“Raahim.” The man grinned. “And I’m from the Double Sixes.”
“Oh.” Recognition flickered through Arthur’s psyche at the name. The Double Sixes, or the 66, were a large underworld gang that had taken a significant interest in the Tower. Really, most of the triads and gangs had. Any place the law could not reach properly the underworld had extended their reach to. And Arthur knew it was not just in their own Malaysian Tower but in Towers all over the world.
Between the lack of legal employment in the real world, the boredom caused by not having anything useful to do, restrictions put in place by mega-corporations that made even basic entrepreneurial craft work more difficult, and the sheer plethora of designer drugs, the underworld had flourished before the arrival of the Towers.
The Towers were just a shot in the arm they needed to become major players. For the most part gangs still kept their heads down, but most legal corporations and even a few governments used them for their dirty work.
“Does TG Corp know?”
“They do. They got their own people from the Suey Ting,” Raahim said, jerking his chin towards the group around Jan and her friend. “But if you work with me, they won’t bother you.”
Arthur was getting a quick idea of what was happening. A double-dipping, if you would. After all, not everyone was going to shop at the TG Inc.’s big store. And even if they were, why not increase demand by stealing goods from newcomers? Made sure it was harder for rivals to form another store. Explained why they had so many people around the short teenager. Carrying so much on her back it almost screamed competitor.
“Your protection, does it cover them too?” Arthur wondered why Mohammad Osman hadn’t mentioned anything like this to him on the first floor. He’d had a proper alliance with Osman’s Double Sixes. Or at least, he thought they had.
“Them who?” Raahim said.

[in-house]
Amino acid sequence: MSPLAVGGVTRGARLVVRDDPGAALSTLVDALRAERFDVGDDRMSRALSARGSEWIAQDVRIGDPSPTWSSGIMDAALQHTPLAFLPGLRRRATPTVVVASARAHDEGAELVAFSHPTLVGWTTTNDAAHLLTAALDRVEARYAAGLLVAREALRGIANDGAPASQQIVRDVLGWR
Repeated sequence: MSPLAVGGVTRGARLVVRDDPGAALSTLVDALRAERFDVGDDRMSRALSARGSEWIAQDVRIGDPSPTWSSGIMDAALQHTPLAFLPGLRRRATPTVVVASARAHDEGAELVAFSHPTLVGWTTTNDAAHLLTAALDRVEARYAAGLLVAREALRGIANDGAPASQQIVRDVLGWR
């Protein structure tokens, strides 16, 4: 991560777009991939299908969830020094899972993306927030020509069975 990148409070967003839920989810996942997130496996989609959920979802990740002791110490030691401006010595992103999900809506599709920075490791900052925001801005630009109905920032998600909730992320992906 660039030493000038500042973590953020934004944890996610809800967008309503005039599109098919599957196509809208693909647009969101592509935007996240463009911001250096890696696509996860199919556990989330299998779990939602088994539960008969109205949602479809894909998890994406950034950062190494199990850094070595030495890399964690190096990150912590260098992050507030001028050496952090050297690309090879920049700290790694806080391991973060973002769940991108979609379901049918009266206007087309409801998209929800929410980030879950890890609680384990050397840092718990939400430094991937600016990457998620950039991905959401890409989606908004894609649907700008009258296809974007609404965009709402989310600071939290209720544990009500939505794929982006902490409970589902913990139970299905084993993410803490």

“My friends.” They were within ten feet now and the closest member of the trio was turning to Arthur and Raahim. Arthur idly noted that the very first newcomer—the one who had been shaken down—finally managed to get into town with little more fanfare, though the guards watching at the border had increased to four now.
“Those two? Okay, can.”
“Then, it’s just a matter of price.”
Now Raahim’s gaze flicked between the three Suey Ting thugs. The one approaching them, a singlet-wearing, hairy South Indian man was stalking forward with fists curling and uncurling as he glared at Raahim.
“Three cores,” Raahim said.
“Done,” Arthur replied immediately.
“Kawan, you’re too late,” Raahim said, grinning and stepping in front of the other man. “This one—and the ladies—are with me.”
“That one too?” A jerk of the head at the girl with the backpack. “No way.”
“That one too,” Raahim said, stepping forward confidently so that he was now only inches away from the girl. “Unless you want another fight. Heard you did bad on the first floor. Want to make it two floors?”
“You don’t dare.”
Raahim just grinned, and the other man looked between Raahim, the big backpack, his friends, and then the guards. His gaze lingered on one of the guards, and Arthur caught a slight shake of the head from that man. The Indian man took a step back. But puffing his chest out, he growled, “Whatever. You 66 push too hard, we push back. Then you’ll see.”
“Yeah, yeah,” Raahim waved the man away. Arthur’s group stayed silent as they watched the trio of thugs blend back into the forested surroundings. They heard, in the distance, voices engaged in argument—probably other newcomers, or even second-floor residents, being accosted in similar shakedowns. As the sun finally set and darkness arrived, more and more second-floor residents were streaming into town. All of them gave their small group a wide berth, though.
“So, boss, just to check. You not opening a store, are you?” Raahim said, suddenly looking a little nervous as he eyed the girl’s backpack. She looked hesitant, unsure of what to do. Jan placed an assuring hand on her arm.
“Me? Hell no,” Arthur said. Then inclined his head to the backpack girl. “Though I don’t know about her.”
“Celaka,” Raahim swore.